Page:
- Communication and Interpersonal Skills
- Presentation/Public Speaking
- Intense Research Skills
- Manual dexterity and physical strength
- Ability to organize large amounts of information and write clear instructions for its retrieval and use
Art historians must have an appreciation of the aesthetics of a wide range of groups and cultures, an understanding of historical, political, and social contexts and knowledge of research methods relevant to the field. This ability combined with professional development coursework in computer science, business management, and marketing enable Art Historians to have a competitive edge in the job market.
An undergraduate major in the History of Art can be combined with a second undergraduate major in History, Archaeology, Film and Media Studies, or with a minor in Museum and Society Studies to broaden the impact of the degree and create a connection to greater career opportunities. An applied knowledge of chemistry, physics, and studio art will strengthen career possibilities for History of Art students. Students should also take advantage of the many workshops available through the Digital Media Center to develop strong computer design skills. Experience with graphic design and web design software such as Adobe Acrobat, InDesign, Dreamweaver, and Photoshop is valued by museums as well as for-profit organizations.
History of Art students should take advantage of Hopkins’ unsurpassed opportunities for the study of art history. Participation in excursions to local institutions in Baltimore and Washington, DC and attendance of lectures with visiting artists and scholars are part of the field observations that will expand their practical knowledge of the discipline. Internships, apprenticeships, and independent research will further enhance the skills, abilities, and experiences of History of Art students.
Listed below are actual job titles that JHU alumni acquired with their degrees in History of Art:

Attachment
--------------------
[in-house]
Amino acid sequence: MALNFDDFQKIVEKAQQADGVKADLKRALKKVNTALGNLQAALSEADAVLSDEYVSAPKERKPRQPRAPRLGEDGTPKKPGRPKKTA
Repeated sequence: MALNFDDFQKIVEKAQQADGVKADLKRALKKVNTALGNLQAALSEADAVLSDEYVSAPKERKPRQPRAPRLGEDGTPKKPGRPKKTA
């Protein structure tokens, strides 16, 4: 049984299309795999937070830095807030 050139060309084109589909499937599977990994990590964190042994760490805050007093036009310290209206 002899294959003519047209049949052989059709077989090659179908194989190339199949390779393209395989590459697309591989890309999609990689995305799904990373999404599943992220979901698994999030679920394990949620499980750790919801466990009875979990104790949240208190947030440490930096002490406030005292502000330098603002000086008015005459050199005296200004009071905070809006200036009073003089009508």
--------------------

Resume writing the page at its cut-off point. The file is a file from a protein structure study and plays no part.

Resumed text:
- Artistic Director, Performing Arts
- Brand Manager, Cosmetics Industry
- Computer Systems Architect
- Curator of Manuscripts
- Development Associate, Museum
- Director, Banking and Financial Services
- Education Manager, International Non-Profit
- Financial Advisor
- Freelance Writer/Painter
- Information Assurance Consultant, Defense
- Internet and Product Marketing, Financial Services Industry
- Market Research Analyst, Healthcare Advertising
- Peace Corps Volunteer
- Programmer Analyst
- Senior Specialist, Auction House
- Special Collections Librarian
- Stewardship Coordinator, Museum
- Strategic Communications Consultant
Hopkins Art History alumni go into a variety of career fields. Since 2005 the Career Center has surveyed recent graduates about their academic and career plans 6 months after graduation. Here is a summary of their responses from the Post-Graduation Survey of History of Art Majors.
Additional Alumni Profiles
Networking with alumni and other professionals who work in these fields can help you learn very specific information about a career field. Use Johns Hopkins Connect to contact alumni to ask for their advice. You may also find professional contacts through professional associations, faculty, friends and family.
For more information on what you can do with a History of Art Major go to What can I do with a major in History of Art.
Want to know more? Read our Hopkins Career Profiles on Nonprofit, Marketing, and Media & Entertainment.
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For information on the top Graduate programs, the best people to talk to are the experts in the field you wish to study such as faculty members and graduate students in that specific discipline. We strongly encourage you to talk with your advisor and/or other faculty members with whom you have a good, working relationship. This will also help when you request letters of recommendation.
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Student Art League
Hopkins Museum Club - The HMC is a club for museum enthusiasts interested in visiting and volunteering at Baltimore area museums and learning from museum professionals. Email the group president for more details. Contact info is available on the Homewood Student Organizations website.
Art History Graduate Lecture Group - The group organizes a lecture series that brings in 4-6 speakers every year to speak on topics ranging from ancient to contemporary art. The lectures are often interdisciplinary in nature and are open to the public. Email the group president for more details. Contact info is available on the Homewood Student Organizations website.
Additional Professional Associations and Honor Societies include: